- He worked for some time at the University museum classifying plants before his neglect of his medical studies annoyed his father so much that papa Darwin sent him to Christ’s College on the road to become an Anglican parson. But rather than steering him away from the natural sciences, Charles found a passion for beetle collecting and met several supporters of Natural Theology. This philosophy is about using reason to understand the nature of God (or the gods) and his/their creations (nature).
- In 1831, at the age of 21, Darwin joined a scientific expedition. It was only meant to last for two years, but in the end it lasted until 1836.
- After some delays, the HMS Beagle embarked from England on December 27. The expedition circumnavigated the globe, and visiting far-off places with diverse ecosystems helped to further Darwin’s theories. He was not the official naturalist on the journey, but maintained a private collection.
- The most well-known part of his journey was his stopover in the Galapagos Islands, but the fossils of extinct giant sloths on the South American mainland did just as much to fuel his new take on evolution theory as the famous finches.
- Important Dates:
- January 6, 1832: The Beagle makes it first stop on Tenerife Island, but the crew is not allowed to disembark because of the fear of cholera.
- January 16, 1832: 23 days in the Cape Verde Islands, off the coast of Senegal, which at the time was a French colony.
- February 28, 1832: All Saints Bay, Salvador, Brazil. Darwin and the Beagle’s captain, Robert FitzRoy, get into a heated argument about abolition after seeing enslaved Africans.
- August 1832: During a survey of the Patagonian coast, Darwin found the fossil remains of huge creature that he could not identify. Experts back in Cambridge found them to be the bones of giant sloths. He also sent several teeth, beetles, and other smaller animals periodically from the expedition.
- December 18, 1832: Darwin has his first encounter with native peoples.
- March 1833: Falkland Islands. This area had only recently come under British control and the Beagle did survey work for the government. Darwin was intrigued by seeing a completely new set of fossils and decided to do comparative studies of all the specimens he had found so far.
- May 1833: Darwin acquires an assistant, Syms Covington. Now that someone else was in charge of stuffing the specimens, Darwin was free to continue his detailed observations.
- November 1833: Darwin spent time on and off the sea for a stretch of a few months and completed overland exploration and fossil collecting. His most compelling discovery was finding the bones of a giant ground sloth that were clearly below a seashell deposit. He was puzzled by how this could be possible, as the movement of the earth’s crust through plate tectonics and the number of times the earth underwent climate change were still unknown to science.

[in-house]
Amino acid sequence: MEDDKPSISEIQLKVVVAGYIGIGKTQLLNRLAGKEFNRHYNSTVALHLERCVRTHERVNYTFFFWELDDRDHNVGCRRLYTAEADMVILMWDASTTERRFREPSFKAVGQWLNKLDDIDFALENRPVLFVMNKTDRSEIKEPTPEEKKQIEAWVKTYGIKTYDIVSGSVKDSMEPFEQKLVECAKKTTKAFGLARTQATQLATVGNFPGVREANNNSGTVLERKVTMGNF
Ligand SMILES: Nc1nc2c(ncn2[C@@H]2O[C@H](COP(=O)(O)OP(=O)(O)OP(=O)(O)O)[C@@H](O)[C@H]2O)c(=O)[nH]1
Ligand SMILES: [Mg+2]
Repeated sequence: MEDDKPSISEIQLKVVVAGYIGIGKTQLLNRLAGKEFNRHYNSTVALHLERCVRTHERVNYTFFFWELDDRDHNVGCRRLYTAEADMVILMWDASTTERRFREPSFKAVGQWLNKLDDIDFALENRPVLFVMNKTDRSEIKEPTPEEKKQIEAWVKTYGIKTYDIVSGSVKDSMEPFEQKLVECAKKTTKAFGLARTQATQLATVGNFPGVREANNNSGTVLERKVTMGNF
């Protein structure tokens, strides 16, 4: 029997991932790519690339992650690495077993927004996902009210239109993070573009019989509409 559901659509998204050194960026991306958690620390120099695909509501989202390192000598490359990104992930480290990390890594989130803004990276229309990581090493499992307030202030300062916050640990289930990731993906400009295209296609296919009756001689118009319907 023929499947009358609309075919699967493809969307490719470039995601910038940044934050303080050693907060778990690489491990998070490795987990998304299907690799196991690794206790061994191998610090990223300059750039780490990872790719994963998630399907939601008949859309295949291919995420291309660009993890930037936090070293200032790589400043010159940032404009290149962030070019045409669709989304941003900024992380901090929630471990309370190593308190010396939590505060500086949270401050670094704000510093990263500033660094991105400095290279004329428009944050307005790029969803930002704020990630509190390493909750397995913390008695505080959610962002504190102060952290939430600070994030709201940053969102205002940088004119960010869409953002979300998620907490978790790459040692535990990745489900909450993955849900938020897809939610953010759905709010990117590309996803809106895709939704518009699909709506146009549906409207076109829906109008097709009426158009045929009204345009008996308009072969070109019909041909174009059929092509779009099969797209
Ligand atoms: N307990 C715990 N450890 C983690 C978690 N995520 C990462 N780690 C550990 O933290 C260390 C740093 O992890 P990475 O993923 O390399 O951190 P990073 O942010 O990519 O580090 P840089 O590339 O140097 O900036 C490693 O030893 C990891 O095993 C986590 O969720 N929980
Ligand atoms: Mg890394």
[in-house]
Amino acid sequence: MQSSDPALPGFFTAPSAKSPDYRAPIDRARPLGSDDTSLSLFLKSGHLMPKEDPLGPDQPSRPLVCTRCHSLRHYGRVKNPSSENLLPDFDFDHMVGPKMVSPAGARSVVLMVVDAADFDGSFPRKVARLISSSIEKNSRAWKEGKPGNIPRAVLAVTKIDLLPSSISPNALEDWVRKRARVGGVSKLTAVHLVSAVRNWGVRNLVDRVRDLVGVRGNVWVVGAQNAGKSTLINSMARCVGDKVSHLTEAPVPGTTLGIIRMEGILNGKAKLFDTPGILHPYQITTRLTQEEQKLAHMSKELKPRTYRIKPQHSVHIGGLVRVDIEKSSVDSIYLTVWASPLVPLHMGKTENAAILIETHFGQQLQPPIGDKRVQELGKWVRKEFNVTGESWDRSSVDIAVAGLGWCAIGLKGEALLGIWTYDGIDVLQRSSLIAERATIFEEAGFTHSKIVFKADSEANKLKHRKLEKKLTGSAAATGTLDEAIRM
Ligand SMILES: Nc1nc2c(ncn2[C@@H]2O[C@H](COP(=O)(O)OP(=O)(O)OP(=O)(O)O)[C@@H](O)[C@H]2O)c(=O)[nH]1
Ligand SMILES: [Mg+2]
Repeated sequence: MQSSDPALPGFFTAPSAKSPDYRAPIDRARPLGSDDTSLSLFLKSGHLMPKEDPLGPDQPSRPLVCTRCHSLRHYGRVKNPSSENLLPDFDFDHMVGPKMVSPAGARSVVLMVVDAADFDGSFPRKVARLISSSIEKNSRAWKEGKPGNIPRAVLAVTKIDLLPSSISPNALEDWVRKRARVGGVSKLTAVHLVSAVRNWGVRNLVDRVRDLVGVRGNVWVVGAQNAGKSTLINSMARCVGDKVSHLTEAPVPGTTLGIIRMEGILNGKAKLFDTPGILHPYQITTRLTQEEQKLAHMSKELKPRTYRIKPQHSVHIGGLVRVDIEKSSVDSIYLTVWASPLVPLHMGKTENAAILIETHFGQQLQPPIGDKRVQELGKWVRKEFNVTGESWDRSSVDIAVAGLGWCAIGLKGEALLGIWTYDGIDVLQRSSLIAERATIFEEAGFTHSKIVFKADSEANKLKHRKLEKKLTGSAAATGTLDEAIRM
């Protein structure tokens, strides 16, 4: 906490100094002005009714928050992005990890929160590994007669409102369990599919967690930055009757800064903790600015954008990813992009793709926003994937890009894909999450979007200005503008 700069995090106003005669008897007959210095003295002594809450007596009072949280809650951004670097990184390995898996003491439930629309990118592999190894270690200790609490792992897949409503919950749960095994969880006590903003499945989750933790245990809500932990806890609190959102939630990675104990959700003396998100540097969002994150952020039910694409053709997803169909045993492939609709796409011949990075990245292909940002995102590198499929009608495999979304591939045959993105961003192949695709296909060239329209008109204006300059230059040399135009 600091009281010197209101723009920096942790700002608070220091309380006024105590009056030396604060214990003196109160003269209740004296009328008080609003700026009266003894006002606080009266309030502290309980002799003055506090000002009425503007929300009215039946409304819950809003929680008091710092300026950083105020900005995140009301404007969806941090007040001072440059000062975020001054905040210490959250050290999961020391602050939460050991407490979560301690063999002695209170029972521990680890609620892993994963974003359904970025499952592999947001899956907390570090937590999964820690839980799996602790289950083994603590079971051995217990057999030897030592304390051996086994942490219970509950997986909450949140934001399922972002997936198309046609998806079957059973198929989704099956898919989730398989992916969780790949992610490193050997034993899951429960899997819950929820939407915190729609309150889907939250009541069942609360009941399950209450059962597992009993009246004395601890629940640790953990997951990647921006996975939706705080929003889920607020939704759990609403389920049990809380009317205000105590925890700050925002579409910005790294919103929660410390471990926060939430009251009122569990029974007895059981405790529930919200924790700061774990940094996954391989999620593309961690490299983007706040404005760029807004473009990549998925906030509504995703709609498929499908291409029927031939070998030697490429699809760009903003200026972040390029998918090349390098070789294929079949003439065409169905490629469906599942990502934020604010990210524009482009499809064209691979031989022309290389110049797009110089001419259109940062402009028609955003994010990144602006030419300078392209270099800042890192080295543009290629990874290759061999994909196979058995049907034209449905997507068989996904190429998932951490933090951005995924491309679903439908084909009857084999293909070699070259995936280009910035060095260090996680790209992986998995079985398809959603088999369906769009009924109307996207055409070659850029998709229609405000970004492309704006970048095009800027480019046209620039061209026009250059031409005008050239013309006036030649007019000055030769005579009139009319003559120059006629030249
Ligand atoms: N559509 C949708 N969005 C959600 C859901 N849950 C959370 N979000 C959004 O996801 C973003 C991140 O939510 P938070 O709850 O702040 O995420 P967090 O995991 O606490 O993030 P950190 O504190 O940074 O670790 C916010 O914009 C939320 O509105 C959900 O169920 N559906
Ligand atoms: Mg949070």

- February 1834: Darwin turns 25, and FitzRoy names the highest peak in the area Mt. Darwin in his honor.
- September 1834: Darwin is ill for several weeks with a fever. He stays at the home of a former classmate in Valapairiso, Chile.
- February 20, 1835: A massive earthquake hits the region where Darwin’s group is studying and after investigating the island of Quiriquina he found that several land masses moved inches or even feet during the quake. This supported the theories of Charles Lyell, whose work was an important point of debate at the Plinian Society.
- July 19, 1835: The Beagle takes on provisions in Lima, Peru, to get ready to cross the Pacific Ocean.
- September 15, 1835: The Galapagos Archipelago is sighted.
- November 15, 1835: The Beagle arrives in Tahiti.
- December 21, 1835: Arrival in New Zealand.
- January 12, 1836: Arrival in Australia.
- February 5, 1836: Arrival in Tasmania.
- April 1, 1836: Arrival in the Cocos Islands, Indian Ocean.
- May 31, 1836: The Beagle sails around the tip of Africa and anchors in Simon’s Bay.
- August 6, 1836: After years at sea, the Beagle finally sets it sights on England.
- October 2, 1836: The ship arrives in Britain and Darwin heads directly for home after four years, nine months and five days.
- Darwin published his first book, widely known as The Voyage of the Beagle, in 1839.
Competing Theories of Evolution
- Transmutation/Transformism: It got its name from clchemy and the attempts to change a base metal into gold. It was first introduced by Jean-Baptiste Lamarck in his book Philosophie Zoologique (1809). In this theory, it was believed that “nervous fluid” drove organisms to greater and greater complexity. The idea that later generations could inherit the traits of their ancestors was also important, but focused more on individual change than any sort of larger, species-wide shifts.
- Eugenics: The word arose in 1883, but the idea of improving the human race through controlling our breeding and research on the topic started much earlier in the 1800s. For instance, the castration of lunatics and criminals in order to keep them from passing on their unsavory traits was advocated for long before Darwin’s theories were published, but it was Darwin’s cousin, Francis Galton, who first coined the phrase. It gained popularity during the early 1900s, but lost favor after it was used by Ernst Rudin to justify the Nazi’s racial politics. Nevertheless, several countries adopted eugenics policies, starting with the United States in the early 1900s and ending with Switzerland in 1975.